An American Surrender
Chalk this one up to American exceptionalism. Fox business editor Shibani Joshi went on Fox and Friends on Thursday to deliver up some corporate-friendly red meat. The exchange was described by Will Oremus on Slate (video included):
She and her co-host went on to ridicule Obama's "failed" solar subsidies, adding, "The United States simply hasn't figured out how to do solar cheaply and effectively. You look at the country of Germany, it's working out great for them." Near the end of the segment, it occurred to Carlson to ask her expert guest, Fox Business reporter Shibani Joshi, why it might be that Germany's solar-power sector is doing so much better. "What was Germany doing correct? Are they just a smaller country, and that made it more feasible?" Carlson asked.
Joshi's jaw-dropping response: "They're a smaller country, and they've got lots of sun. Right? They've got a lot more sun than we do." In case that wasn't clear enough for some viewers, Joshi went on: "The problem is it's a cloudy day and it's raining, you're not gonna have it." Sure, California might get sun now and then, Joshi conceded, "but here on the East Coast, it's just not going to work."
To be fair, as the map (from the National Resources Energy Laboratory via Slate via Media Matters) below indicates, there is a portion of the United States of America which gets as little annual sunlight as does Germany. It's called Alaska. And a tiny sliver of the Pacific Northwest, though not most of either Washington State or Oregon.
In the segment on GOP TV, Joshi frets over the "billions that have gone in" for subsidies to solar energy while, citing the fossil fuel and nuclear industries, she maintains "subsidies in and of themselves are not bad."
She has nothing to complain about. According to one estimate, over the past five years the average taxpayer has coughed up $521.73 in subsidies towards fossil fuels and only $7.24 toward solar (chart, from 1bog.org):
Last October, Bloomberg Businessweek explained
The hidden costs of obtaining permits and regulators’ approval to install rooftop panels is a big reason the U.S. lags behind Germany, which leads the world in rooftop installations, with more than 1 million. The price of installed rooftop solar in Germany has fallen to $2.24 per watt. In fact, on a sunny day in May, rooftop provided all of Germany’s power needs for two hours. “This is a country on latitude with Maine,” says Dennis Wilson, president of the Mid-Atlantic Solar Energy Industries Association, a solar-installer trade group. “Germany is showing us what’s possible—if we can just get our act together.”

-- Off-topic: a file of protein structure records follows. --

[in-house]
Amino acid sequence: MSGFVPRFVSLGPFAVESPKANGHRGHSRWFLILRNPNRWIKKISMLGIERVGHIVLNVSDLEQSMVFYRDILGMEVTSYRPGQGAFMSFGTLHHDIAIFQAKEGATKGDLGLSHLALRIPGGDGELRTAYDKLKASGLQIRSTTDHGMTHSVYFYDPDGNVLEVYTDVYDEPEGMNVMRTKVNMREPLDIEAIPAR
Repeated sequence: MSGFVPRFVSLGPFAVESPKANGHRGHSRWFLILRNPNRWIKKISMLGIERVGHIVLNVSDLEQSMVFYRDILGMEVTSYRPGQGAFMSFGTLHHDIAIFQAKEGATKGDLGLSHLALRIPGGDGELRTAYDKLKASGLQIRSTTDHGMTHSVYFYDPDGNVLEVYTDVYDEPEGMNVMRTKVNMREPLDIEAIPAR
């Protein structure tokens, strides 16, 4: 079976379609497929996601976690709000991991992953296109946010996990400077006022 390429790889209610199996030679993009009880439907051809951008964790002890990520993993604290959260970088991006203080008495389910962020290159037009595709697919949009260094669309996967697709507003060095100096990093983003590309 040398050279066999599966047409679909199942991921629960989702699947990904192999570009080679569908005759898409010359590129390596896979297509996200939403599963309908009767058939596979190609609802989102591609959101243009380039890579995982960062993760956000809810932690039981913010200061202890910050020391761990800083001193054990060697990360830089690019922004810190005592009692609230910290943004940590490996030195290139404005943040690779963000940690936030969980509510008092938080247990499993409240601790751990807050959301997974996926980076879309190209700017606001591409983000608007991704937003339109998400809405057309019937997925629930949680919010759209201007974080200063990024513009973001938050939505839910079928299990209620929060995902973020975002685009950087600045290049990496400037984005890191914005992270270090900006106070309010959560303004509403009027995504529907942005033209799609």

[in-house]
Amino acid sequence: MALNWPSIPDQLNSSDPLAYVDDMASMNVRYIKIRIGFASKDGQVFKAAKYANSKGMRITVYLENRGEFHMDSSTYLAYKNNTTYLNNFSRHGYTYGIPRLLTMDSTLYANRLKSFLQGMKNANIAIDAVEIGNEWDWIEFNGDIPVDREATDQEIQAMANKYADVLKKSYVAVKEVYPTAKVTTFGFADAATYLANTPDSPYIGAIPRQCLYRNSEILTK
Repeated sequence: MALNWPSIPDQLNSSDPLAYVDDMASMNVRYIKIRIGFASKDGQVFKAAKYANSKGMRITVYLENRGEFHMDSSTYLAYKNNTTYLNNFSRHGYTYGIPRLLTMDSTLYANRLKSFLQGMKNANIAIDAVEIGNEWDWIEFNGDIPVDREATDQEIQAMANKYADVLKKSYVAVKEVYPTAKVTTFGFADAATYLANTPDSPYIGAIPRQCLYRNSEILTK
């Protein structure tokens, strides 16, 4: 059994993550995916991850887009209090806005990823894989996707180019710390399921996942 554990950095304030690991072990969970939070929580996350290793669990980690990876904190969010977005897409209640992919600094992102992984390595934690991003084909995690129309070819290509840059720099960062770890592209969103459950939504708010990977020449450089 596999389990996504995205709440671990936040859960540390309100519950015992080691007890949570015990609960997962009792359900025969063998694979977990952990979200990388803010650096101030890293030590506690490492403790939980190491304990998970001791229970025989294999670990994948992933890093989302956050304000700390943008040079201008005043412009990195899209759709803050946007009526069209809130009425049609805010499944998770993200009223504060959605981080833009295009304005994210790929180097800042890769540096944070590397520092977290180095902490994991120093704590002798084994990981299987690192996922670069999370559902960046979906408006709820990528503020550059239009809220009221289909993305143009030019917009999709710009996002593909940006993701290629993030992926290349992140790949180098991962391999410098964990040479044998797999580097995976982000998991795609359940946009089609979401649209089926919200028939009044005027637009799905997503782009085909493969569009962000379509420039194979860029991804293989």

That’s easier said than done. Unlike the U.S., Germany has a national solar policy, a quick, inexpensive permitting process, and a national mandate that utilities sign up rooftop installations under what’s known as a feed-in tariff—essentially a long-term contract whereby the utilities agree not just to allow the solar on their grids but also to buy the excess power from consumers.
By contrast, the U.S. has more than 18,000 jurisdictions at the state and local level that have a say in how rooftop solar is rolled out, according to the U.S. Department of Energy. What’s more, electricity is supplied by investor-owned utilities, mostly state-regulated monopolies, which supply power from centralized hubs to captured consumers. Profit is in part tied to growth based on an ever-expanding demand as populations increase.
Rooftop solar poses a threat to that model by turning consumers into producers, thereby sapping utility revenue streams. It also diminishes the need to build expensive new plants and transmission lines. The saturation limits being imposed by utilities in places with booming rooftop demand “are a bit like speed bumps,” says Mark Duda of RevoluSun, Hawaii’s largest residential rooftop installer. “They want to slow things down out of fear of being overrun by PV.”
To people such as Shibani Joshi, the federal government should resist investing more heavily in alternative energy. Perhaps that shouldn't be surprising. To some conservatives, American exceptionalism is a handy slogan serving as a proxy to wrapping oneself literally in the American flag. But when it comes to development of renewable resources, the U.S.A., they fear, just can't make the grade. But then, perhaps it's all due to the seasonally affected disorder afflicting residents of cloud-enshrouded New Mexico, Arizona, Nevada, and southern California.
More cynically, Digby remarks "Here in the U.S. we prefer to concentrate all our focus on fracking. Its potentially lethal consequences give us that thrill we love. That's what makes us so darned exceptional."